Middle East Oil Caldron Bubbles Iraq Dangles Huge Oil Fields as UN Sanction-Busting Bait. Two of the Middle East's Oldest Antagonists Are Maneuvering to Further Their Strategic Interests in the Volatile Region. Iraq Is Offering Huge Oil Contracts to Any Nation Willing to Break United Nations Sanctions. Its Erstwhile Enemy Iran Is Amassing a Large Military Force near the Critical Strait of Hormuz, Possibly Threatening the Free Flow of Oil

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IRAQ is playing its oil card.

In a dramatic bid to undermine the United Nations trade sanctions against it, the Arab nation is offering access to billions of barrels of oil to the first country to break ranks.

At a meeting in Baghdad last week, oil-industry executives from around the world were surprised by the detailed announcement of the biggest oil- field auction in more than half a century.

Iraq's oil minister, Dr. Safa Jawad al Haboubi, laid out a roster of oil fields able to produce 4.5 million barrels per day, and with proven reserves greater than all of those of North America. It's the biggest block of proven, low-cost petroleum fields outside of Saudi Arabia, oil analysts say.

Normally tight-lipped about petroleum deals,

23013the Iraqi's used the public forum to provide unusually detailed documentation of the oil fields' capabilities in order to guarantee attention and credibility in this effort to "reintegrate itself into the world oil market," said a senior Iraqi oil official.

The ploy is likely to either heighten tensions between the US and other sanction-abiding nations or provoke a rapid disintegration of the sanctions, since the costs to sanction participants are now increasingly resented, say industry analysts.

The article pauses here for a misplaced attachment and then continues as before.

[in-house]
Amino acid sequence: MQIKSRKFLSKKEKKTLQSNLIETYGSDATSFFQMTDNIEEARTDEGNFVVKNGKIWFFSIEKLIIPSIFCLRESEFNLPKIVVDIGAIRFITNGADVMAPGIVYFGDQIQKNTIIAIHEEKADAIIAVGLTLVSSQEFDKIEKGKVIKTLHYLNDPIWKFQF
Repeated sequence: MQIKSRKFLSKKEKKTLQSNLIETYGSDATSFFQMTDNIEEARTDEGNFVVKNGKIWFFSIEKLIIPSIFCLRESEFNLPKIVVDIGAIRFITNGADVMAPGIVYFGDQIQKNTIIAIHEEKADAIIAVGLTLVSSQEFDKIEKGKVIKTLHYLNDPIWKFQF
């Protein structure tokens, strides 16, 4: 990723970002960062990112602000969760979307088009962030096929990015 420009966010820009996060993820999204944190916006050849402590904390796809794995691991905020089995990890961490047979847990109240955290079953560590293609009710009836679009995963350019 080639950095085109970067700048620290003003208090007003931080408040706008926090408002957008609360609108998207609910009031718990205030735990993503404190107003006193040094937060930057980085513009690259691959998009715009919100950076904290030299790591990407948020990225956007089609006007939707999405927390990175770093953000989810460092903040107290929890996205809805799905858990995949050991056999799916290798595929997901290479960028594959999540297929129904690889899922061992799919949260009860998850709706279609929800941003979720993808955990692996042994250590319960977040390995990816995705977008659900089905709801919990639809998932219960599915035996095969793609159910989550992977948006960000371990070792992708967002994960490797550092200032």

Iraq's oil minister seasoned the bait by noting that "serious negotiations" were already under way. Their hands tied by sanctions, oil company officials from sanction-abiding nations, such as Canada, Australia, and Brazil, grumbled while French and Italian firms bargained. No United States companies were here.

Ministry officials and company representatives regularly slipped out of the conference (the first international oil meeting held in Iraq in decades) to hold private meetings and "silent auctions."

Iraqi officials signaled clearly that the rule is "first come, first served" -- the first countries whose oil companies signed would be the first to win access to the oil fields. The only hurdle is the set of sanctions, over which the US and Britain are becoming increasingly isolated.

Stakes in this highly politicized oil lottery are global, because the volumes offered are huge, the costs dramatically low, and the technical or geological risk all but nil. The only comparable event was the opening of Saudi Arabia to Aramco 60 years ago.

Behind the veil

Lifting the long tight veil of secrecy over technical oil data, Iraq's Ministry of Oil detailed a shopping list of 33 fields that are open for negotiation. All had long since been discovered. Some were explored and delineated 25 years ago by the Iraq Petroleum Company (IPC -- it was nationalized after 1972).

Others, like the super giant Majnoun field, had been found and tested just before the Iran-Iraq war in 1980 forced suspension of further work.

The French are in the vanguard of negotiations, say Iraqi officials, while US and British firms are conspicuously absent from the new oil bazaar in Baghdad, blocked by sanction-related regulations from any discussions whatsoever at risk of criminal prosecution while their competitors enjoy "a free hand."

M. Christope de Margerie, head of Middle East affairs for the French oil company, Total-Cie. …


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